Gynecologists have finally begun making noises against sex selective abortions. The fraternity that openly held out guarantees of delivering only males by ensuring that female fetuses were eliminated and made easy money while performing this 'greatly needed social service' is beginning to feel the heat.
This was highlighted at the recent two-day national workshop on Women's Sexual and Reproductive Rights in New Delhi organized by the Federation of Obstetric and Gynecological Societies of India (FOGSI).
According to the 2001 census, only 927 female children are born for every thousand male children. According to a FOGSI-Federation of Gynecology and Obstetrics (FIGO) brochure circulated at the workshop, "Though official figures do not support the claim, the Indian Medical Association (IMA) estimates that not less than five million female fetuses are being aborted or killed at birth annually."
It can be assumed that if gynecologists banded together and decided not to ask an ultrasonographer to determine the sex of the fetus and also refused to remove the fetus only because of its gender, sex selective abortions would simply die out for want of trained hands. Instead of this, many gynecologists chose to adopt an oath against sex selective abortion without working out a mechanism to ensure that the oath is fulfilled and violators are brought to book. Moreover, any expectations of soul-searching, criticism of peers for lending a hand to this downslide in the female sex ratio or even a generalized discussion on professional ethics were belied at the workshop.
To make matters worse, gynecologists speaking at the session harped on the need to 'change mindsets' and condemned sex selective abortions as 'the earliest form of discrimination', without examining their own role in making it possible. To add insult to injury, the participating doctors also chose to make partners of religious leaders in their belated recognition of the issue. And in a controversial move, FOGSI invited religious leaders including Sadhvi Ritambara to discuss sex selective abortions.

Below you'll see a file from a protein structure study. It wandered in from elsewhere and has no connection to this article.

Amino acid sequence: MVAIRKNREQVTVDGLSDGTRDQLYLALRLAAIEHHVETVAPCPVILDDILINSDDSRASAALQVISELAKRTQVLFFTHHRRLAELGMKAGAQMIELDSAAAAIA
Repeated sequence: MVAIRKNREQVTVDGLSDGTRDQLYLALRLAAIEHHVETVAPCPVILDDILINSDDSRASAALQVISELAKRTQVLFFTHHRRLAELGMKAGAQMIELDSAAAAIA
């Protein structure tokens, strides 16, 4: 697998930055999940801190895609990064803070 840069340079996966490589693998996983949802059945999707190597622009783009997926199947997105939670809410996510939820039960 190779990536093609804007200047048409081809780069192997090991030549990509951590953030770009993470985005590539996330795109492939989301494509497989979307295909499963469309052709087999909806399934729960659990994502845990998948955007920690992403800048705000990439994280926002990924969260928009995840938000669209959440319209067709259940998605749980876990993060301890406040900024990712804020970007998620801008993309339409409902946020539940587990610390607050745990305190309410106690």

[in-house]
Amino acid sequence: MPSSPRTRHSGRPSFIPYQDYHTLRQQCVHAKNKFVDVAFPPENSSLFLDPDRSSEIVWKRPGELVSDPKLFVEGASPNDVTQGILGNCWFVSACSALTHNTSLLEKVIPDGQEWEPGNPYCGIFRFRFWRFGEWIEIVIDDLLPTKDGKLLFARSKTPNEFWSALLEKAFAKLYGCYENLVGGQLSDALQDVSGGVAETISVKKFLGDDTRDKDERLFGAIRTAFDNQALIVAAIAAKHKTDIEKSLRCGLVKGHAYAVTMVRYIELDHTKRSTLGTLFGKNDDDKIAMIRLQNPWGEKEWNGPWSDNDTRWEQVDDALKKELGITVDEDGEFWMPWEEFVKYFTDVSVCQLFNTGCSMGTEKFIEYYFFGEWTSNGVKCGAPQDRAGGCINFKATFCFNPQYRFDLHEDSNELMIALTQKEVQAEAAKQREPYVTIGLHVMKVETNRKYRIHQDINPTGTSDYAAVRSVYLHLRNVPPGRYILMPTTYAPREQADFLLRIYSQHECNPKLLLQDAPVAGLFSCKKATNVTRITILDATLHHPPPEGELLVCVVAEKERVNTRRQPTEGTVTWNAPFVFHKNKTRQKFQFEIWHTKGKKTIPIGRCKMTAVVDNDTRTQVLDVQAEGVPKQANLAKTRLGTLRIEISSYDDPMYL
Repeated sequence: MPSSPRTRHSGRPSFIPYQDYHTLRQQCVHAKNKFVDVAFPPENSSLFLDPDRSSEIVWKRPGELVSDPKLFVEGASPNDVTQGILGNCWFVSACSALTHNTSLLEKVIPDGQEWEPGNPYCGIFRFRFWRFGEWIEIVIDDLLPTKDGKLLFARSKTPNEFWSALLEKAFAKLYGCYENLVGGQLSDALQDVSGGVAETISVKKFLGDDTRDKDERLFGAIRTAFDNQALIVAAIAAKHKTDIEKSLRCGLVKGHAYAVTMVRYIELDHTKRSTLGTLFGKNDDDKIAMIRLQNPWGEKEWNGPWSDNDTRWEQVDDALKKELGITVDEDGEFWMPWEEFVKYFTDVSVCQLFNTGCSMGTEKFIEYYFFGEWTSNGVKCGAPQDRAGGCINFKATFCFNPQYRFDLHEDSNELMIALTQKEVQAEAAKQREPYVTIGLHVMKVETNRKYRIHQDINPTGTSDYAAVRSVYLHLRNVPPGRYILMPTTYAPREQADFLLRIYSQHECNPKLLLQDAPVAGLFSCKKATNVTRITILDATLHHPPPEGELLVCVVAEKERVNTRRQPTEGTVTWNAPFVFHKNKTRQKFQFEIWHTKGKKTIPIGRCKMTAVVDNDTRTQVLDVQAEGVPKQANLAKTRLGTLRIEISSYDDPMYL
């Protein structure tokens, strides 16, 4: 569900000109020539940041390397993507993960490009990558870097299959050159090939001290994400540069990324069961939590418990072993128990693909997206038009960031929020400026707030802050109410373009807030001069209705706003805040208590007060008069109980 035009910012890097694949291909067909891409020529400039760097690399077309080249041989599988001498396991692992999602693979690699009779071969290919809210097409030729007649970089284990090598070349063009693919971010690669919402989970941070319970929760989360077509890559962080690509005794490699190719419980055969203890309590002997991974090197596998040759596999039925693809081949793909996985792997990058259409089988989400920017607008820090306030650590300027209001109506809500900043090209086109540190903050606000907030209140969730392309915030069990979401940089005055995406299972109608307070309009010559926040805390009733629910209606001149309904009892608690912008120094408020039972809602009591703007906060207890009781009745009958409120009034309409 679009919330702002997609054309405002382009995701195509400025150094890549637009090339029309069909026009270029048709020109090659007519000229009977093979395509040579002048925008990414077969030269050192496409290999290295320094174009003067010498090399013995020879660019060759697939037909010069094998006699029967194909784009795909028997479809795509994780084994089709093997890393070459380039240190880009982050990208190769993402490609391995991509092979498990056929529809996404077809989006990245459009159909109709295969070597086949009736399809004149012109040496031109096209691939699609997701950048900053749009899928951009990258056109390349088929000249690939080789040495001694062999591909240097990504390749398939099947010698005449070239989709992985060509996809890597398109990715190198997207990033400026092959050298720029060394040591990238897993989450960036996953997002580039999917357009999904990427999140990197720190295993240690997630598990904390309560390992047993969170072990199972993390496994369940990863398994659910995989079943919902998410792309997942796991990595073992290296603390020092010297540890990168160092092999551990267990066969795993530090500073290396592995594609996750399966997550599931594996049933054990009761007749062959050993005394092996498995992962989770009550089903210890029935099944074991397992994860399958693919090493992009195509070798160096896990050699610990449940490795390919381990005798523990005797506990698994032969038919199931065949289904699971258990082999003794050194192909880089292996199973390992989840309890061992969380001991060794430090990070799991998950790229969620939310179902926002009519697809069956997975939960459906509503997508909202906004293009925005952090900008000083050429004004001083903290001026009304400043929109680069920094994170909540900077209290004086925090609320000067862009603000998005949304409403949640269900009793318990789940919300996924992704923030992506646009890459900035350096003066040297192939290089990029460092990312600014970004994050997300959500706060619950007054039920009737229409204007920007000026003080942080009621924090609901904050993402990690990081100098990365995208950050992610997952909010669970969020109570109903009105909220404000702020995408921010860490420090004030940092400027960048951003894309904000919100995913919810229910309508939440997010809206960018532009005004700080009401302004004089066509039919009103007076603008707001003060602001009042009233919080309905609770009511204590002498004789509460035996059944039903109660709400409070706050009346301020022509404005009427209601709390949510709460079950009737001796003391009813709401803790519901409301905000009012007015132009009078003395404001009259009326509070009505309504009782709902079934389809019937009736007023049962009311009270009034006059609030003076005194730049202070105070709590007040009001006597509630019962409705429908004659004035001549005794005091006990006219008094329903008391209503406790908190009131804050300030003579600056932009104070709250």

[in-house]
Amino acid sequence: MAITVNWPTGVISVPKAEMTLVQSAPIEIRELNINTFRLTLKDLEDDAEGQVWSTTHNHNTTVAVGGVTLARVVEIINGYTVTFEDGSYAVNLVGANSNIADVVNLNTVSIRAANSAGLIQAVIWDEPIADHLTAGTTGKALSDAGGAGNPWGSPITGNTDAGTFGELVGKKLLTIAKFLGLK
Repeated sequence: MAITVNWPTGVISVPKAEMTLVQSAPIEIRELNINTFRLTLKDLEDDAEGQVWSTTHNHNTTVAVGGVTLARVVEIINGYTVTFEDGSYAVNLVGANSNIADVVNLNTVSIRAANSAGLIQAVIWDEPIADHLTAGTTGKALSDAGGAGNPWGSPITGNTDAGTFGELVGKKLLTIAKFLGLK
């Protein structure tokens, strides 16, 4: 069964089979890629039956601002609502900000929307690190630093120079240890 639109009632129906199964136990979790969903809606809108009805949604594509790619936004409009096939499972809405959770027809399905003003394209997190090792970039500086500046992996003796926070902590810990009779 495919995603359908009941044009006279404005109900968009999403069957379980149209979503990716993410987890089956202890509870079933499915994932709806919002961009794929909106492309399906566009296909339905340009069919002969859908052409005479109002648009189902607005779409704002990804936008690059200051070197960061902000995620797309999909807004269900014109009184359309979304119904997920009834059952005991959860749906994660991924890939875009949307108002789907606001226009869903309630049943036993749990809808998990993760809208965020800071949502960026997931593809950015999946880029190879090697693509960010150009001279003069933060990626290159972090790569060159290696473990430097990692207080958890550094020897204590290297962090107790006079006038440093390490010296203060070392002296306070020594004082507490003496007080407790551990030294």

Outraged at the invitation to the Sadhvi, known for her militant communal diatribes, Delhi women's organizations including Saheli, Jagori, Nirantar, All India Democratic Women's Association and the Joint Women's Program issued a statement at the venue. "Ms Ritambara has always been a blatantly communal voice...With what right can she be allowed to speak of women's sexual and reproductive rights, when she represents the politics of hatred that has sanctioned so much sexual violence on women and children in Gujarat?" asked the statement.
"We understand that the doctors are trying to work in partnership with other forces but we must also choose our partners with care," Vani Subramanian of Saheli told the gathering. Retorting to this charge, FIGO President Dr Shirish Seth said, "People believe in religion," adding, "When religious leaders give a message the picture changes."
Yet, whether religion can be a transformative force is highly debatable. The participating religious leaders stuck to a prepared script: asserting that their faiths hold women in high esteem and condemning sex selective abortions. But none had any concrete suggestion on how to go about correcting the imbalance.